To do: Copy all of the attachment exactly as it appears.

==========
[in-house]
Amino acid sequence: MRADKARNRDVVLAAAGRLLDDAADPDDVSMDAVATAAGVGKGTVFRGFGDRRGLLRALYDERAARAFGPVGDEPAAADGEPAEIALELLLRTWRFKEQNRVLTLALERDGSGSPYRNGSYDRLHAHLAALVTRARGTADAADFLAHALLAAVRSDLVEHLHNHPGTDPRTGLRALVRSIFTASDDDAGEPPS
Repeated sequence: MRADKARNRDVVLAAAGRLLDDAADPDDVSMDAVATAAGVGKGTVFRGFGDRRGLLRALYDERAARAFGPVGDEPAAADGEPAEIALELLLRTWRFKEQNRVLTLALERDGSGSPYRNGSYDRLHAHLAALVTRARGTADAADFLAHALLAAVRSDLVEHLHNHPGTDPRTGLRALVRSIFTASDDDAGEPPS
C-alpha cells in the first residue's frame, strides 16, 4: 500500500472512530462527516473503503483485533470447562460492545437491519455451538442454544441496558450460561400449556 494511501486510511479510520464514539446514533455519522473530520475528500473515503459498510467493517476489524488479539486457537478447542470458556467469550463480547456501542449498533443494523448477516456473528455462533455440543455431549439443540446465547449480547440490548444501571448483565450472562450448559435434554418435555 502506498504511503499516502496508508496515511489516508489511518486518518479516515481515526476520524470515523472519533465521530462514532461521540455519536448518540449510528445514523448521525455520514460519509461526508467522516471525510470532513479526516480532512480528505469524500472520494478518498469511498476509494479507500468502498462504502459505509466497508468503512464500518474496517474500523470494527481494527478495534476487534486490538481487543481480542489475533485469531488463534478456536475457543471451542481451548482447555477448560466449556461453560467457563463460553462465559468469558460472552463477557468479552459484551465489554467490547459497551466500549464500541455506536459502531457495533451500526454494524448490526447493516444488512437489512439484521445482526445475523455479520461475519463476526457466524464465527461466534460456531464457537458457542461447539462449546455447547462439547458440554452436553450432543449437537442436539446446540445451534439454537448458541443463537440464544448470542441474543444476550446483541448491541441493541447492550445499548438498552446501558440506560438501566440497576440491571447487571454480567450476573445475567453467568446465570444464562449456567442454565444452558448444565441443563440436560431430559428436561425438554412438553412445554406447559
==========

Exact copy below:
[in-house]
Amino acid sequence: MRADKARNRDVVLAAAGRLLDDAADPDDVSMDAVATAAGVGKGTVFRGFGDRRGLLRALYDERAARAFGPVGDEPAAADGEPAEIALELLLRTWRFKEQNRVLTLALERDGSGSPYRNGSYDRLHAHLAALVTRARGTADAADFLAHALLAAVRSDLVEHLHNHPGTDPRTGLRALVRSIFTASDDDAGEPPS
Repeated sequence: MRADKARNRDVVLAAAGRLLDDAADPDDVSMDAVATAAGVGKGTVFRGFGDRRGLLRALYDERAARAFGPVGDEPAAADGEPAEIALELLLRTWRFKEQNRVLTLALERDGSGSPYRNGSYDRLHAHLAALVTRARGTADAADFLAHALLAAVRSDLVEHLHNHPGTDPRTGLRALVRSIFTASDDDAGEPPS
C-alpha cells in the first residue's frame, strides 16, 4: 500500500472512530462527516473503503483485533470447562460492545437491519455451538442454544441496558450460561400449556 494511501486510511479510520464514539446514533455519522473530520475528500473515503459498510467493517476489524488479539486457537478447542470458556467469550463480547456501542449498533443494523448477516456473528455462533455440543455431549439443540446465547449480547440490548444501571448483565450472562450448559435434554418435555 502506498504511503499516502496508508496515511489516508489511518486518518479516515481515526476520524470515523472519533465521530462514532461521540455519536448518540449510528445514523448521525455520514460519509461526508467522516471525510470532513479526516480532512480528505469524500472520494478518498469511498476509494479507500468502498462504502459505509466497508468503512464500518474496517474500523470494527481494527478495534476487534486490538481487543481480542489475533485469531488463534478456536475457543471451542481451548482447555477448560466449556461453560467457563463460553462465559468469558460472552463477557468479552459484551465489554467490547459497551466500549464500541455506536459502531457495533451500526454494524448490526447493516444488512437489512439484521445482526445475523455479520461475519463476526457466524464465527461466534460456531464457537458457542461447539462449546455447547462439547458440554452436553450432543449437537442436539446446540445451534439454537448458541443463537440464544448470542441474543444476550446483541448491541441493541447492550445499548438498552446501558440506560438501566440497576440491571447487571454480567450476573445475567453467568446465570444464562449456567442454565444452558448444565441443563440436560431430559428436561425438554412438553412445554406447559